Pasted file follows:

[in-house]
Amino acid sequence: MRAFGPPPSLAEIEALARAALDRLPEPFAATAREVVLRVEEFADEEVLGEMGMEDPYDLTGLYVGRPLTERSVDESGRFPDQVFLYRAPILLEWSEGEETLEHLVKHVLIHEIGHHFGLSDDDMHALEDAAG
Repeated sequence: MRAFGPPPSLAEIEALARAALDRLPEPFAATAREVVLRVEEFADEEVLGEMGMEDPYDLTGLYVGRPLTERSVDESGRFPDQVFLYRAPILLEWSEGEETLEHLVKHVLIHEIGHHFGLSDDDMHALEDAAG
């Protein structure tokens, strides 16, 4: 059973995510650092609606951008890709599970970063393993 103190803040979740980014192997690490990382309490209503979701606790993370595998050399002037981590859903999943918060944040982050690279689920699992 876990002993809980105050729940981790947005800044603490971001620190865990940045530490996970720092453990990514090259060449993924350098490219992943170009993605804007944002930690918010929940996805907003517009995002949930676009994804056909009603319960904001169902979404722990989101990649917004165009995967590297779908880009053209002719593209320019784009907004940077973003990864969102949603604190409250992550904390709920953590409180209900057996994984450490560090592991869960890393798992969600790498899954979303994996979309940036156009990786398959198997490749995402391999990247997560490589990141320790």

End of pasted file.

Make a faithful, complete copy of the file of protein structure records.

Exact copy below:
[in-house]
Amino acid sequence: MRAFGPPPSLAEIEALARAALDRLPEPFAATAREVVLRVEEFADEEVLGEMGMEDPYDLTGLYVGRPLTERSVDESGRFPDQVFLYRAPILLEWSEGEETLEHLVKHVLIHEIGHHFGLSDDDMHALEDAAG
Repeated sequence: MRAFGPPPSLAEIEALARAALDRLPEPFAATAREVVLRVEEFADEEVLGEMGMEDPYDLTGLYVGRPLTERSVDESGRFPDQVFLYRAPILLEWSEGEETLEHLVKHVLIHEIGHHFGLSDDDMHALEDAAG
């Protein structure tokens, strides 16, 4: 059973995510650092609606951008890709599970970063393993 103190803040979740980014192997690490990382309490209503979701606790993370595998050399002037981590859903999943918060944040982050690279689920699992 876990002993809980105050729940981790947005800044603490971001620190865990940045530490996970720092453990990514090259060449993924350098490219992943170009993605804007944002930690918010929940996805907003517009995002949930676009994804056909009603319960904001169902979404722990989101990649917004165009995967590297779908880009053209002719593209320019784009907004940077973003990864969102949603604190409250992550904390709920953590409180209900057996994984450490560090592991869960890393798992969600790498899954979303994996979309940036156009990786398959198997490749995402391999990247997560490589990141320790």